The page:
U.S. Farm Commodity Support: An Overview of Selected Programs. Congressional Research Service, Library of Congress. Sahar Angadjivand. April 17, 2018
Federal efforts to bolster farm household incomes and the rural economy by providing support to producers of key crops has been a central pillar of U.S. farm policy since such programs were first introduced in the 1930s. Current farm support programs are counter-cyclical in design—that is payments are triggered when the annual market price for an eligible crop drops below a statutory minimum or when revenue is below a guaranteed level.
[PDF format, 22 pages].
U.S. International Relations Scholars, Global Citizens Differ Sharply On Views Of Threats To Their Country. Pew Research Center. Jacob Poushter. May 8, 2018.
U.S. foreign policy scholars are more concerned about climate change – and less worried about ISIS and refugees – than both average Americans and general publics abroad.
The international relations scholars in question shared their views via a survey conducted by the Teaching, Research and International Policy (TRIP) Project. The questions posed to these U.S. academics were mirrored in a 2017 Pew Research Center survey of publics in 37 countries, plus the United States. [Note: contains copyrighted material].
[HTML format, various paging].
Prescription Drug Monitoring Programs. Congressional Research Service, Library of Congress. Lisa N. Sacco, Johnathan H. Duff, Amanda K. Sarata. May 24, 2018
In the midst of national concern over the opioid epidemic, federal and state officials are paying greater attention to the manner in which opioids are prescribed. Nearly all prescription drugs involved in overdoses are originally prescribed by a physician (rather than, for example, being stolen from pharmacies). Thus, attention has been directed toward better understanding how opioids are being prescribed and preventing the diversion of prescription drugs after the prescriptions are dispensed. Prescription drug monitoring programs (PDMPs) maintain statewide electronic databases of prescriptions dispensed for controlled substances (i.e., prescription drugs with a potential for abuse that are subject to stricter government regulation). Information collected by PDMPs may be used to educate and inform prescribers, pharmacists, and the public; identify or prevent drug abuse and diversion; facilitate the identification of prescription drug-addicted individuals and enable intervention and treatment; outline drug use and abuse trends to inform public health initiatives; or educate individuals about prescription drug use, abuse, diversion, and PDMPs themselves.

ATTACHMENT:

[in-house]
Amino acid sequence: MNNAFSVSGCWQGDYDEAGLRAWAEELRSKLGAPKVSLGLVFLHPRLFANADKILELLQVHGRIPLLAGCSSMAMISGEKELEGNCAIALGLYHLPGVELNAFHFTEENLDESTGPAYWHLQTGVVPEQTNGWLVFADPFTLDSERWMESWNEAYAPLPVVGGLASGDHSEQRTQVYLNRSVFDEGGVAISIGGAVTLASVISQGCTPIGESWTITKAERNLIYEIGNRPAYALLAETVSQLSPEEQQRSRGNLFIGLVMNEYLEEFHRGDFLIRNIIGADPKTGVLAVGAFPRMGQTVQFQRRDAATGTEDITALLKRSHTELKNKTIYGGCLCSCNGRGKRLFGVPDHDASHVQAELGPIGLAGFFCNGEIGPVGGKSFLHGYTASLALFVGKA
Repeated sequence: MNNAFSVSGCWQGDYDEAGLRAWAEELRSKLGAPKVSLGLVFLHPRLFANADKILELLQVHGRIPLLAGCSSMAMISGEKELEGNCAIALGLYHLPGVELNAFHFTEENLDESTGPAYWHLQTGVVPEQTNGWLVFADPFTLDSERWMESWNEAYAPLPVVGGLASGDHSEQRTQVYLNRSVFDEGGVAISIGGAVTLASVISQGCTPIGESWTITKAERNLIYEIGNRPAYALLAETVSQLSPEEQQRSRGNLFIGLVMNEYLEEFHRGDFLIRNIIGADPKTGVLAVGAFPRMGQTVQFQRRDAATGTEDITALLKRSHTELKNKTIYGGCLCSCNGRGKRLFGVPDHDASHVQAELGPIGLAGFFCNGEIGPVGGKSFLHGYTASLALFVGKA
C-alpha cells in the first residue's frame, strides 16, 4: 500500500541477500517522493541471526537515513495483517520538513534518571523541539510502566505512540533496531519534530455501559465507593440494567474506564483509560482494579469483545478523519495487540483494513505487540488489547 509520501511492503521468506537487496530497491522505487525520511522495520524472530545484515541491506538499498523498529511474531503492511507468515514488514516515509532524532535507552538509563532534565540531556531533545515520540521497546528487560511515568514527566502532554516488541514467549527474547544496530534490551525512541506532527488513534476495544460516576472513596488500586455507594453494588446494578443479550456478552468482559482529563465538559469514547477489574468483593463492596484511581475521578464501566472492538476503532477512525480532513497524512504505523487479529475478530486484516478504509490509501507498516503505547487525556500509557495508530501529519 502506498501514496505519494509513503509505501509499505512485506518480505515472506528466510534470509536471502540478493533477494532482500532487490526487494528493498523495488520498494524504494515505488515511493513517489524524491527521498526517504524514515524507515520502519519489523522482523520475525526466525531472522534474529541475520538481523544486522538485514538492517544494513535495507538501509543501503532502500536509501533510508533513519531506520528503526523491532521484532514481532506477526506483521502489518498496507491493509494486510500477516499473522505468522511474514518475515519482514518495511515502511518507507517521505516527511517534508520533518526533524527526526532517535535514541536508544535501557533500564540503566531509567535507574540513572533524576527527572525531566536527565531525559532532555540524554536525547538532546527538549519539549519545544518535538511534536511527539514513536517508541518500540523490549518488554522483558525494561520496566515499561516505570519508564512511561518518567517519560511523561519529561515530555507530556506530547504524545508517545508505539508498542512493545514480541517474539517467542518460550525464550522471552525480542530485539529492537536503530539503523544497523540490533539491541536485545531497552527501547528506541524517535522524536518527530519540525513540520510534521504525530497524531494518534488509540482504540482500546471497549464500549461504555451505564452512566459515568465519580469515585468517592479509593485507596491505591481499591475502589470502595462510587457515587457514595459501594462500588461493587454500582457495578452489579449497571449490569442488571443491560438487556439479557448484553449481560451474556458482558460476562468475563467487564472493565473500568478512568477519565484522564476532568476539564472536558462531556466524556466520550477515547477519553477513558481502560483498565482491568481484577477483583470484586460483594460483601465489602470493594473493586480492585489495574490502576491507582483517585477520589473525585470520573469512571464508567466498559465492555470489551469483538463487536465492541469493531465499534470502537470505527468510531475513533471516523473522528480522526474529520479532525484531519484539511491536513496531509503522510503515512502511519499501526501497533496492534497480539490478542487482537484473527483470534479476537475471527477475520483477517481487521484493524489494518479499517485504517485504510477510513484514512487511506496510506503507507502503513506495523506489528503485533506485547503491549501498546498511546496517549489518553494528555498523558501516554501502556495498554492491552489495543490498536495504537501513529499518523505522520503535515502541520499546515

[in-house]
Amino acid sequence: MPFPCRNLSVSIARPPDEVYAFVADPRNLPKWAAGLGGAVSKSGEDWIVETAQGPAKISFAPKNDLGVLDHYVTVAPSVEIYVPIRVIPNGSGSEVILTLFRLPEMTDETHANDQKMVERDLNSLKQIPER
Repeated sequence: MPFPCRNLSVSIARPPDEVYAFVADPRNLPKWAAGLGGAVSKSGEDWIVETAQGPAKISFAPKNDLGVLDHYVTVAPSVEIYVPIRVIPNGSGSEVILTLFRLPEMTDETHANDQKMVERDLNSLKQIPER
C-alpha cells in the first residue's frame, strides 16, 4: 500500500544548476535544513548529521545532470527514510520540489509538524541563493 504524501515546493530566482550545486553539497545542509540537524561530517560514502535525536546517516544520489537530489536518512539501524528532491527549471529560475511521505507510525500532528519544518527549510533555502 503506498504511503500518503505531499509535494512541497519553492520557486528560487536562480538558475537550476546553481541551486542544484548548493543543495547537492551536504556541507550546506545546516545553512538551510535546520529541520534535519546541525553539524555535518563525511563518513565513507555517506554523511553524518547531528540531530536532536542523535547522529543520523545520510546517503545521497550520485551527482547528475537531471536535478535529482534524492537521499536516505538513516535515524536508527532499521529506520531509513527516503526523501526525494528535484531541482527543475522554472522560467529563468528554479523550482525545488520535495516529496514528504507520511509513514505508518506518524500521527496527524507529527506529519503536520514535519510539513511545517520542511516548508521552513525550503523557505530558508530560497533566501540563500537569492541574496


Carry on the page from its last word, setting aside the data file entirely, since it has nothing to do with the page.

[PDF format, 34 pages].
Frequently Asked Questions About Prescription Drug Pricing and Policy. Congressional Research Service, Library of Congress. Suzanne M. Kirchhoff, Judith A. Johnson, Susan Thaul. April 24, 2018
Prescription drugs play an important role in the U.S. health care system. Innovative, breakthrough drugs are providing cures for diseases such as hepatitis C and helping individuals with chronic conditions lead fuller lives. Studies show that prescription drug therapy can produce health care savings by reducing the number of hospitalizations and other costly medical procedures. Congress and presidential administrations have attempted to ensure that Americans have access to pharmaceuticals by enacting the Medicare Part D prescription drug benefit as part of the Medicare Modernization and Prescription Drug Act of 2003 (MMA; P.L. 108-173) and expanding drug coverage under the 2010 Patient Protection and Affordable Care Act (ACA; P.L. 111-148, as amended). Congress also has enacted laws to encourage manufacturing of lower-cost generic drugs, as well as cutting-edge biologics and biosimilars.